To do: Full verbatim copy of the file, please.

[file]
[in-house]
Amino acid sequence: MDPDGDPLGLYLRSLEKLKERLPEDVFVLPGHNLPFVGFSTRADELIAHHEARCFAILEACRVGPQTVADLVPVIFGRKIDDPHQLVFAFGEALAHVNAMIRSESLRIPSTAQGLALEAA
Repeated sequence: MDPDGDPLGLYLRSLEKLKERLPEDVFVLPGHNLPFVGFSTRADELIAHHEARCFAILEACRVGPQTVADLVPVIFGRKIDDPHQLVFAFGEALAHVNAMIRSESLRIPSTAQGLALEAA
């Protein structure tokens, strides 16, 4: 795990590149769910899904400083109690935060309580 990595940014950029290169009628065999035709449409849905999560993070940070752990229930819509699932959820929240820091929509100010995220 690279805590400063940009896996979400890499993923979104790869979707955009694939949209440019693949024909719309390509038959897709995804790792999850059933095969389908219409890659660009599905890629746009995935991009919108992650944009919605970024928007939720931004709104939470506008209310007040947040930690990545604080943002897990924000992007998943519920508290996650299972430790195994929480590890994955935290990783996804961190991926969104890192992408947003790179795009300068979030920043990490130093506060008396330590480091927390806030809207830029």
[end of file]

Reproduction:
[in-house]
Amino acid sequence: MDPDGDPLGLYLRSLEKLKERLPEDVFVLPGHNLPFVGFSTRADELIAHHEARCFAILEACRVGPQTVADLVPVIFGRKIDDPHQLVFAFGEALAHVNAMIRSESLRIPSTAQGLALEAA
Repeated sequence: MDPDGDPLGLYLRSLEKLKERLPEDVFVLPGHNLPFVGFSTRADELIAHHEARCFAILEACRVGPQTVADLVPVIFGRKIDDPHQLVFAFGEALAHVNAMIRSESLRIPSTAQGLALEAA
């Protein structure tokens, strides 16, 4: 795990590149769910899904400083109690935060309580 990595940014950029290169009628065999035709449409849905999560993070940070752990229930819509699932959820929240820091929509100010995220 690279805590400063940009896996979400890499993923979104790869979707955009694939949209440019693949024909719309390509038959897709995804790792999850059933095969389908219409890659660009599905890629746009995935991009919108992650944009919605970024928007939720931004709104939470506008209310007040947040930690990545604080943002897990924000992007998943519920508290996650299972430790195994929480590890994955935290990783996804961190991926969104890192992408947003790179795009300068979030920043990490130093506060008396330590480091927390806030809207830029």